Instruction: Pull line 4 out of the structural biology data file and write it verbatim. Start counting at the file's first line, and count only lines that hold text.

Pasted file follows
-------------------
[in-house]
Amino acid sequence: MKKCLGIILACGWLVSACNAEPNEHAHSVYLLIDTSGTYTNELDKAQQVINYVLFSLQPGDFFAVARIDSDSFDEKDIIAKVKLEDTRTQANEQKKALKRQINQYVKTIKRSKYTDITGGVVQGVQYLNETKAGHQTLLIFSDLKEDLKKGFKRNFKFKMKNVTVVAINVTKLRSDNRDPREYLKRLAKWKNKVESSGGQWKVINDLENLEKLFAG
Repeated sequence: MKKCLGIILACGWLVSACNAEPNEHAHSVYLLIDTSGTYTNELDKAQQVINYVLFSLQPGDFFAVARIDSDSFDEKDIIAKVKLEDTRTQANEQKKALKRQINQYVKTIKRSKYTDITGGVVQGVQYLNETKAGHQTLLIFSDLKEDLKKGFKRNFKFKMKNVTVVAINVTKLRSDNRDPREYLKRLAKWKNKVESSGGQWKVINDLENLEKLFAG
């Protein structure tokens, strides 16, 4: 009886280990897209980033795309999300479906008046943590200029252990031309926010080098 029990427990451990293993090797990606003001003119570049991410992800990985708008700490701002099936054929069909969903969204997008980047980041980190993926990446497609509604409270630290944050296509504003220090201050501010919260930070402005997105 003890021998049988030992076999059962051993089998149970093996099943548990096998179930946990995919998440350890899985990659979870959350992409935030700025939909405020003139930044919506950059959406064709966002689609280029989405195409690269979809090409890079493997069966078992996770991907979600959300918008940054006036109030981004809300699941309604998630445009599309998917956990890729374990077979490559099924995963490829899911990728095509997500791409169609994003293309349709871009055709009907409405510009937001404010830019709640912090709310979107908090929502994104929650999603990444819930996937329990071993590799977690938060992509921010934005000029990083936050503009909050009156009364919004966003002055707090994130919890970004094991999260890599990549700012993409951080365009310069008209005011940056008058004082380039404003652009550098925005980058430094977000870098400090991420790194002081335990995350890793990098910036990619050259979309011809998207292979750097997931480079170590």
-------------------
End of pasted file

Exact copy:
């Protein structure tokens, strides 16, 4: 009886280990897209980033795309999300479906008046943590200029252990031309926010080098 029990427990451990293993090797990606003001003119570049991410992800990985708008700490701002099936054929069909969903969204997008980047980041980190993926990446497609509604409270630290944050296509504003220090201050501010919260930070402005997105 003890021998049988030992076999059962051993089998149970093996099943548990096998179930946990995919998440350890899985990659979870959350992409935030700025939909405020003139930044919506950059959406064709966002689609280029989405195409690269979809090409890079493997069966078992996770991907979600959300918008940054006036109030981004809300699941309604998630445009599309998917956990890729374990077979490559099924995963490829899911990728095509997500791409169609994003293309349709871009055709009907409405510009937001404010830019709640912090709310979107908090929502994104929650999603990444819930996937329990071993590799977690938060992509921010934005000029990083936050503009909050009156009364919004966003002055707090994130919890970004094991999260890599990549700012993409951080365009310069008209005011940056008058004082380039404003652009550098925005980058430094977000870098400090991420790194002081335990995350890793990098910036990619050259979309011809998207292979750097997931480079170590």